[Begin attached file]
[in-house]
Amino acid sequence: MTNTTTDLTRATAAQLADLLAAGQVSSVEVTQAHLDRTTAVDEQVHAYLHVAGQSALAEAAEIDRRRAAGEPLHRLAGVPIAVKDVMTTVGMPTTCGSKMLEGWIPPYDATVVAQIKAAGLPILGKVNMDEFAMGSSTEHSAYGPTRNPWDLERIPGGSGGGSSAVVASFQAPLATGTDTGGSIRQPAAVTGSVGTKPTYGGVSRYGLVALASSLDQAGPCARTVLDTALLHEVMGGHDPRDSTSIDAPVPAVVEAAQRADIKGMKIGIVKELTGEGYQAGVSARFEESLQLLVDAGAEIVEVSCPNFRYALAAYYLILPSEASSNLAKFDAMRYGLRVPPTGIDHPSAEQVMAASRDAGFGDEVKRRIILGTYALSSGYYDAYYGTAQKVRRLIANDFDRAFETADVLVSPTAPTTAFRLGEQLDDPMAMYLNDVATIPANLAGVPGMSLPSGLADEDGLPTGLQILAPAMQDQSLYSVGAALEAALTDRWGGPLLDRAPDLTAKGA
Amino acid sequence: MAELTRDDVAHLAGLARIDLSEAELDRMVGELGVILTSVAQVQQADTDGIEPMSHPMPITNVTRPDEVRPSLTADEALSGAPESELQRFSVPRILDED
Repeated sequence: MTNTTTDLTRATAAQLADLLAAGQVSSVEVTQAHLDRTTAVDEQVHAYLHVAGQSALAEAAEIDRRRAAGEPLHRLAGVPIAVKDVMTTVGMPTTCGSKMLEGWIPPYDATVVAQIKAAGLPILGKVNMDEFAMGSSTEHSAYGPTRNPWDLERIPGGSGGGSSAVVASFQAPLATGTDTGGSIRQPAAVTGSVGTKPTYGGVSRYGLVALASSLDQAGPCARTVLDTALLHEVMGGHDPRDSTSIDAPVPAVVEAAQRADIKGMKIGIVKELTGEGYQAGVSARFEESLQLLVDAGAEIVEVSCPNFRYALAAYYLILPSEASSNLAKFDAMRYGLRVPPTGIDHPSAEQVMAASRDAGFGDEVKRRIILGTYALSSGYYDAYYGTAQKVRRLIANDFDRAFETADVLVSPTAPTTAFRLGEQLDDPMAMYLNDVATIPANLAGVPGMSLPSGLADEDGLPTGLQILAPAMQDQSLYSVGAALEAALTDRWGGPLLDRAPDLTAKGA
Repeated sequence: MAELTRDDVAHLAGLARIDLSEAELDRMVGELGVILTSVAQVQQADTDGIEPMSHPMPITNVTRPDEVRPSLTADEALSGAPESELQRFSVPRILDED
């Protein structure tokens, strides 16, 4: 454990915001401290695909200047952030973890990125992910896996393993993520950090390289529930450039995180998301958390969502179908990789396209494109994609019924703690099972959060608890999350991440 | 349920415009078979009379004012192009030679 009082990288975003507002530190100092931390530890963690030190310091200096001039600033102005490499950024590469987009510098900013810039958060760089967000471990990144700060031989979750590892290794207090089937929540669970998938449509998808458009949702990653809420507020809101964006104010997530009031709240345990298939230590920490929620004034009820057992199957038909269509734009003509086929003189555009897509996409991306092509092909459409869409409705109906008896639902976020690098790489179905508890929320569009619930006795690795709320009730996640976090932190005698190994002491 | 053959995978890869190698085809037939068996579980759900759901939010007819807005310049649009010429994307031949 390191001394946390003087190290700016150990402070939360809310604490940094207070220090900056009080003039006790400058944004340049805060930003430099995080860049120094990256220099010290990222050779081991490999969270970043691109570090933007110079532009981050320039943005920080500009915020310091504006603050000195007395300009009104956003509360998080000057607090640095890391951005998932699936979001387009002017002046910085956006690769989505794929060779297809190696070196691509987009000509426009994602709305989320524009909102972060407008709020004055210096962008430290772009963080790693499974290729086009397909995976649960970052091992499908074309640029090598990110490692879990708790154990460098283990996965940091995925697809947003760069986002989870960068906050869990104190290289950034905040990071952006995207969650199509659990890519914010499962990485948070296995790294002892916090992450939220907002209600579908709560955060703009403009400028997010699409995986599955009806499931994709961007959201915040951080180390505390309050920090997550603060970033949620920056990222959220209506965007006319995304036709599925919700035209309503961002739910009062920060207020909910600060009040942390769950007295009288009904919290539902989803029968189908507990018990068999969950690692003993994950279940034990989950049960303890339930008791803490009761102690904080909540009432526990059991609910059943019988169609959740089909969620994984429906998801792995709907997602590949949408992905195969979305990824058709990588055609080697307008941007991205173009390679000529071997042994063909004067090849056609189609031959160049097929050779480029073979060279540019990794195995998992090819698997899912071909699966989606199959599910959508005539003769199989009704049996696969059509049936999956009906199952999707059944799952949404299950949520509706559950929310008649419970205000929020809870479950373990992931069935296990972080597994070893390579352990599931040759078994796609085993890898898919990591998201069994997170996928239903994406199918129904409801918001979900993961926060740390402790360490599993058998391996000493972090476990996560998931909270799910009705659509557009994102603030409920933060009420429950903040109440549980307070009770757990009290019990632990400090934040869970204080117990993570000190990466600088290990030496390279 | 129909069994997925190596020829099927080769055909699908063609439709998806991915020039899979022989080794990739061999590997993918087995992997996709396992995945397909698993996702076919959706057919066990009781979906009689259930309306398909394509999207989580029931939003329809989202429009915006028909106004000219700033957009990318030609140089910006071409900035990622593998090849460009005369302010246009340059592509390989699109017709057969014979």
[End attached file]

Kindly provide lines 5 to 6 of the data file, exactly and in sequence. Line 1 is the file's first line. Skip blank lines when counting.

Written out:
Repeated sequence: MAELTRDDVAHLAGLARIDLSEAELDRMVGELGVILTSVAQVQQADTDGIEPMSHPMPITNVTRPDEVRPSLTADEALSGAPESELQRFSVPRILDED
């Protein structure tokens, strides 16, 4: 454990915001401290695909200047952030973890990125992910896996393993993520950090390289529930450039995180998301958390969502179908990789396209494109994609019924703690099972959060608890999350991440 | 349920415009078979009379004012192009030679 009082990288975003507002530190100092931390530890963690030190310091200096001039600033102005490499950024590469987009510098900013810039958060760089967000471990990144700060031989979750590892290794207090089937929540669970998938449509998808458009949702990653809420507020809101964006104010997530009031709240345990298939230590920490929620004034009820057992199957038909269509734009003509086929003189555009897509996409991306092509092909459409869409409705109906008896639902976020690098790489179905508890929320569009619930006795690795709320009730996640976090932190005698190994002491 | 053959995978890869190698085809037939068996579980759900759901939010007819807005310049649009010429994307031949 390191001394946390003087190290700016150990402070939360809310604490940094207070220090900056009080003039006790400058944004340049805060930003430099995080860049120094990256220099010290990222050779081991490999969270970043691109570090933007110079532009981050320039943005920080500009915020310091504006603050000195007395300009009104956003509360998080000057607090640095890391951005998932699936979001387009002017002046910085956006690769989505794929060779297809190696070196691509987009000509426009994602709305989320524009909102972060407008709020004055210096962008430290772009963080790693499974290729086009397909995976649960970052091992499908074309640029090598990110490692879990708790154990460098283990996965940091995925697809947003760069986002989870960068906050869990104190290289950034905040990071952006995207969650199509659990890519914010499962990485948070296995790294002892916090992450939220907002209600579908709560955060703009403009400028997010699409995986599955009806499931994709961007959201915040951080180390505390309050920090997550603060970033949620920056990222959220209506965007006319995304036709599925919700035209309503961002739910009062920060207020909910600060009040942390769950007295009288009904919290539902989803029968189908507990018990068999969950690692003993994950279940034990989950049960303890339930008791803490009761102690904080909540009432526990059991609910059943019988169609959740089909969620994984429906998801792995709907997602590949949408992905195969979305990824058709990588055609080697307008941007991205173009390679000529071997042994063909004067090849056609189609031959160049097929050779480029073979060279540019990794195995998992090819698997899912071909699966989606199959599910959508005539003769199989009704049996696969059509049936999956009906199952999707059944799952949404299950949520509706559950929310008649419970205000929020809870479950373990992931069935296990972080597994070893390579352990599931040759078994796609085993890898898919990591998201069994997170996928239903994406199918129904409801918001979900993961926060740390402790360490599993058998391996000493972090476990996560998931909270799910009705659509557009994102603030409920933060009420429950903040109440549980307070009770757990009290019990632990400090934040869970204080117990993570000190990466600088290990030496390279 | 129909069994997925190596020829099927080769055909699908063609439709998806991915020039899979022989080794990739061999590997993918087995992997996709396992995945397909698993996702076919959706057919066990009781979906009689259930309306398909394509999207989580029931939003329809989202429009915006028909106004000219700033957009990318030609140089910006071409900035990622593998090849460009005369302010246009340059592509390989699109017709057969014979």